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Best 15 Short Film Grants In US | Latest Updates

Short Film Grants

A topic-oriented short film has a topic of social relevance at its core. Substance abuse, poverty, the environment, homelessness… these are all examples of a short film with a socially relevant topic. This is important as it is MUCH easier to get donations of time, equipment and materials when there is an “approach” behind the short film.

In the mid 1990’s I could have a 12 minute 35mm short film made for under a thousand dollars, an absolutely outrageous sum. Catering, locations, short film footage and development, other accessories, equipment – almost everything was funded by generous donations as the short film had two major social issues as its main themes – child abuse and its consequent link to drug abuse in later life.

Short Film Grants

Finding funding for your short film is often more difficult than making the actual film. Waiting for your agent, producers, or anyone else to show up and give you the funds you need can be demoralizing. But finding short film grants doesn’t have to be impossible! Because there are short film grants for every filmmaker.

Short Film Grants
Short Film Grants

Not only are they within reach, but you don’t have to exhaust yourself to look for them. Today we are discussing how to find and apply for the perfect short film grants for your project and we have attached the most comprehensive list of short film grants just for you. Let’s dive in!

The method? Go through production directories and cold calls until you can’t speak anymore. A typical pitch went like this: “We’re working on a short film that deals with some pretty intense social issues, and we were wondering if there’s someone we can talk to about a donation…” It takes a lot of calls, but it works .

In a way, getting donations is quite easy as many production companies are willing to contribute. The difficulty of this alternative to short film grants lies in the additional coordination effort, because you have to adapt your schedule to the sponsors.

An example of this is that we had to cancel a film shoot two weekends in a row because the 35mm camera that was donated to us was not available because it was fully booked for a paid shoot (a reality that has to be accepted with this approach).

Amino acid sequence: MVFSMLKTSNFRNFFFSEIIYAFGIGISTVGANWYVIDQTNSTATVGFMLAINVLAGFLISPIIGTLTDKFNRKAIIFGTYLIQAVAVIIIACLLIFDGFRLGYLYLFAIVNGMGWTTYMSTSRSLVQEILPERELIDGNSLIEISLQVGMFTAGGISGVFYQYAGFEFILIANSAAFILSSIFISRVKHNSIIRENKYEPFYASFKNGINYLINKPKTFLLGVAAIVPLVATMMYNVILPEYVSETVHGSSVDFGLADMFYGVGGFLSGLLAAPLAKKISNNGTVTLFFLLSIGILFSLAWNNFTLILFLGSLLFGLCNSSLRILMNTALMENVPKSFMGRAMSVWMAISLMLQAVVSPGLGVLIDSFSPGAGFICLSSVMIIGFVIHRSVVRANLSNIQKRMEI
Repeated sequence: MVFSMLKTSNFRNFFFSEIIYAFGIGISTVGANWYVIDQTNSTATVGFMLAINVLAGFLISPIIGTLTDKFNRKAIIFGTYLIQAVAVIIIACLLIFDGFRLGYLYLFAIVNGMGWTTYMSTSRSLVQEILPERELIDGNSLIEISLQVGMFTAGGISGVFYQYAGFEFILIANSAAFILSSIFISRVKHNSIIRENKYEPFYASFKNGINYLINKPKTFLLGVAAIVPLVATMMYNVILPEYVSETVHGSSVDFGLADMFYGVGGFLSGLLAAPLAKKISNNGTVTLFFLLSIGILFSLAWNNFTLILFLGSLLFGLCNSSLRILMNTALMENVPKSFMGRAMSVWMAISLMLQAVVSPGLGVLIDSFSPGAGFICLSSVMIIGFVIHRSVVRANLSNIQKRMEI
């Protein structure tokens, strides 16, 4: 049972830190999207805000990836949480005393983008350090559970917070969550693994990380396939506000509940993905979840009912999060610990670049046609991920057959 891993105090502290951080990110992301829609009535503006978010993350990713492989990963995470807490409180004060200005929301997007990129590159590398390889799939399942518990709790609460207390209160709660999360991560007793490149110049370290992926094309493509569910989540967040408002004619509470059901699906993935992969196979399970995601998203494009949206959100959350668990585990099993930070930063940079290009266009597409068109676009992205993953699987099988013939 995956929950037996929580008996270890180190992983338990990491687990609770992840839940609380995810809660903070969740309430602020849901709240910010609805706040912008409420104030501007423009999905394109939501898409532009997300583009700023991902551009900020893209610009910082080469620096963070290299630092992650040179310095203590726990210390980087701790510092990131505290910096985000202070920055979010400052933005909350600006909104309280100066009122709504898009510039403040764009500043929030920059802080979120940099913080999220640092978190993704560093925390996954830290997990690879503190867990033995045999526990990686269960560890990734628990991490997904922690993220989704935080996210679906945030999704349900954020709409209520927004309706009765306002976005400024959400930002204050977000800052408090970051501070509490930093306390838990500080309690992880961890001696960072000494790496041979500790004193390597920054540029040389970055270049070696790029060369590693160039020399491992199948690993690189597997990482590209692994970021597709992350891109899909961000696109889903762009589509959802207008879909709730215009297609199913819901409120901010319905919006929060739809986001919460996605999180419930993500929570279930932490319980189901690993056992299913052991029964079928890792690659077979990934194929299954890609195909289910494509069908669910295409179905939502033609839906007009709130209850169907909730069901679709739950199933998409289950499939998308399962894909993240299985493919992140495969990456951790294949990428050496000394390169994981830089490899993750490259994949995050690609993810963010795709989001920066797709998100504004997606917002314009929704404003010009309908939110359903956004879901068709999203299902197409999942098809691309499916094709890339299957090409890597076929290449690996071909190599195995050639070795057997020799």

But once the rental company’s schedule was settled, we owned the camera and were free to shoot, saving hundreds of dollars in rental fees.

Another problem with this route is producer coordination. It’s better if you have a specific producer working on fundraising as that in and of itself is a full time job. It’s best to have one producer manage the shooting logistics and another manage the donations.

Although our team was able to accomplish a lot with very little money, the short film ended up suffering because the director/producer (me) was overburdened with managing the logistics and had less time for creative shooting, acting, etc. A unique producer who handles donations , will solve this problem!

How To Research For Short Film Grants?

The Internet

One of the first places to go when researching short film grants is right at your fingertips. It’s the internet. You want to start looking for the film organizations that give short film grants specifically for work at each stage of project development.

This gives you flexibility with your project so you don’t have to worry about completing the rough draft of the script or hiring actors before you’re ready.

Another way to use the internet to search for short film grants that support national and international artists. Some grants only sponsor their area or location. By searching various forums online, you will discover entities sponsoring anyone from anywhere. This in turn gives the applicant some flexibility.